Sweets and other tools

By Guest contributor 10 June 2013

Michael Sanders is a PhD Student at the Centre for Market and Public Organisation at the University of Bristol. His research focuses on the implications of behavioural economics (also known as economics & psychology) for charitable giving. In 2012, he served as a Research Fellow on secondment to the Cabinet Office’s Behavioural Insights Team. Michael is now a member of the team, and designed and implemented the randomised controlled trials described in the recent paper, Applying Behavioural Insights to Charitable Giving.

NPC argues that charities should do more to measure their impact, and that donors should pay more attention to the good that can be done by their money. Their recent segmentation of the donor market as part of the Money for Good UK research shows, however, that very few donors make the decision to donate based on rigorous impact evaluation.

This is unfortunate for more than one reason. First, as Sarah Smith explains, giving has been fairly flat as a share of consumption spending in the UK over the last 30 years – making it all the more important that money spent goes to the right causes. Second, donors do believe that charities’ impact is important, another key finding from the Money for Good UK report. This suggests that donor satisfaction could be increased, and more money raised, if more and better impact information was available.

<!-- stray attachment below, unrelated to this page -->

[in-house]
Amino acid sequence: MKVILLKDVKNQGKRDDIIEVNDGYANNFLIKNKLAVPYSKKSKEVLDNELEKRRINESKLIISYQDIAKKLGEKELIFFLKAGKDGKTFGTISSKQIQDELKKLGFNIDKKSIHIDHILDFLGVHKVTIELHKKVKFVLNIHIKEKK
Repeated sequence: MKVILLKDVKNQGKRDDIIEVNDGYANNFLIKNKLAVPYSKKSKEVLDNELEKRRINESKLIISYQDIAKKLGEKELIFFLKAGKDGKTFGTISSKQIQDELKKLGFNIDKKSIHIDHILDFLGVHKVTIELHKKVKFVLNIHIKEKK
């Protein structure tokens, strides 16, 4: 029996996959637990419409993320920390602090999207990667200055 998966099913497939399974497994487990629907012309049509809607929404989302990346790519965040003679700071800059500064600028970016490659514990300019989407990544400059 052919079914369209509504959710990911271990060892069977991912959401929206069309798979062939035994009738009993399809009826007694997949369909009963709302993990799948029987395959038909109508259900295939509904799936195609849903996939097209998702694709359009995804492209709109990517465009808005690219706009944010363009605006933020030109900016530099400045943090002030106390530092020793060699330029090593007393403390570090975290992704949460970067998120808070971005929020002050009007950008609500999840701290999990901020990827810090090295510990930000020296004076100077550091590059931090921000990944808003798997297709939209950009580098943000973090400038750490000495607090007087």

One heuristic commonly used for a charity’s quality (albeit largely incorrectly), is the proportion of  spending that goes on fundraising, instead of to beneficiaries. The objection of charities to this metric is a well-trodden path, and I will not discuss it here. It does shine a light, however, on another important area for impact—fundraising. In straitened times for both charities and donors, it is important that fundraisers have as wide a toolbox for fundraising available to them as possible, and that this toolbox, as with any other part of their operation, is evidence-based.

Our recent report, Applying behavioural insights to charitable giving, aims to make a small contribution to this goal. Working with a number of corporate partners, as well as the Charities Trust (a payroll giving agency), the Charities Aid Foundation, and Remember a Charity, we have conducted a series of robust, randomised controlled trials in charitable fundraising. Some of these results are surprisingly powerful. For example, the finding that giving employees of an investment bank a small packet of sweets made them more than twice as likely to make a donation, with a return on investment of around 30 to 1.

These results are about more than just increasing charities revenues—though that is the main output. A wealth of excellent research from Michael Norton at Harvard Business School, and Elizabeth Dunn from the University of British Columbia, as well as others, shows that giving money to others can make you both happier and more productive, and giving time (volunteering) can even make you feel time richer. If this work is of interest to you, please do get in touch at